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Franklin Templeton wound down schemes, invested in paper that turned illiquid: IIAS (IANS Interview)
New Delhi, May 25 - Franklin Templetons decision to wind down its schemes was because it had lent to holding companies (- using promoter equity as security) and investing in paper that quickly became illiquid, according to Amit Tandon, Managing Director, Institutional Investor Advisory Services (IIAS), a corporate governance advisory firm.
In an interview with IANS, Tandon said that debt investors too need to worry about governance and not just equity investors. He cited the case of IL&FS which impacted debt investors.
"The recent decision of Vedanta to delist is driven by debt. The delisting if it goes through will enable the global parent to access the cash from the operating companies with minimum checks", he added.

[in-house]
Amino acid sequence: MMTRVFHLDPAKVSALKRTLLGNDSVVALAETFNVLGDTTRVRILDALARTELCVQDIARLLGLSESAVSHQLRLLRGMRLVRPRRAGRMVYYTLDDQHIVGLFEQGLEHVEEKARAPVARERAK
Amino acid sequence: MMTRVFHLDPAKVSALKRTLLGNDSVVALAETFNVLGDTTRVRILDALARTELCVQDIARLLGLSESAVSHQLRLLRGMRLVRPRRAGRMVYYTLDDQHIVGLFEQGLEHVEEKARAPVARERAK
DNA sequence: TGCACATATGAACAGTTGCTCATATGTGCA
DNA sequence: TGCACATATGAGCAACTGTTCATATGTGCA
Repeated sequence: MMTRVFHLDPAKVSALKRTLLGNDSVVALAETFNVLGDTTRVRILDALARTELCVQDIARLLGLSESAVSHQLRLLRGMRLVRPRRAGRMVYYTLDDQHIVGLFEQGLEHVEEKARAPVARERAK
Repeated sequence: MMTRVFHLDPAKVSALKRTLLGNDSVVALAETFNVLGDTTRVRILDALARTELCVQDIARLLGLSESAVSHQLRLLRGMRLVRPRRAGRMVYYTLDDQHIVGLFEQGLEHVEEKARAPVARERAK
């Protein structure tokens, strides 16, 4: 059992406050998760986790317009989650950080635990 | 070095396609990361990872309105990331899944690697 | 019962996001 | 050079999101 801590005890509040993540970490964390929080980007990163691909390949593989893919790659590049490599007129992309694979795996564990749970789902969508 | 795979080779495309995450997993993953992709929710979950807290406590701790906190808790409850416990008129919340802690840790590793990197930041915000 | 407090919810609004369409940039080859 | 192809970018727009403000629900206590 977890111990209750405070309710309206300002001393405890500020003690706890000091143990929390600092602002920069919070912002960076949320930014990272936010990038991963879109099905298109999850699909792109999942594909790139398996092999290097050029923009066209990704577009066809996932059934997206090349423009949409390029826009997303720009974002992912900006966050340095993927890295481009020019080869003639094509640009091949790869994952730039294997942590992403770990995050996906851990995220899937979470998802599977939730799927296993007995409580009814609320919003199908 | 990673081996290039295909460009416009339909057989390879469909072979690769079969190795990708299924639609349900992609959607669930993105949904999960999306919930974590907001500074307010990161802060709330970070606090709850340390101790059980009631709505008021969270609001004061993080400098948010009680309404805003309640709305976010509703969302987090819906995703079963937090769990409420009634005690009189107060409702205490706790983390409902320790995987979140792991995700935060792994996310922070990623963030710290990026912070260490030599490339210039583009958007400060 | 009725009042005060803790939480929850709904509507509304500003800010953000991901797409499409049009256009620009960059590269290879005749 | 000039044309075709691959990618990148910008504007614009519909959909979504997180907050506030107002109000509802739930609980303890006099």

Tandon pointed out that SBI has called for a public gathering of shareholders as the SBI Act does not allow for a virtual meeting.
The relationship between investors and promoters is more equal than anytime before. Fifteen years ago, for each share an investor held, the promoter held three. Today for each share an investor holds, the promoter holds only 1.5, Tandon added.
Q: What are the risks to corporate governance and investors?
A: One observation since the past 18 months has been that it is not just equity investors that need to worry about governance, debt investors need to pay close attention to it as well. The IL&FS episode has impacted debt investors. The firm's governance structure and practices led to its failure. The recent decision of Vedanta to delist is driven by debt. In this case it is the need to service debt in the 'holdco'.
The delisting - if it goes through, will enable the global parent to access the cash from the operating companies with minimum checks. Franklin Templeton's decision to wind down its schemes was because it had lent to holding companies (- using promoter equity as security) and investing in paper that quickly became illiquid.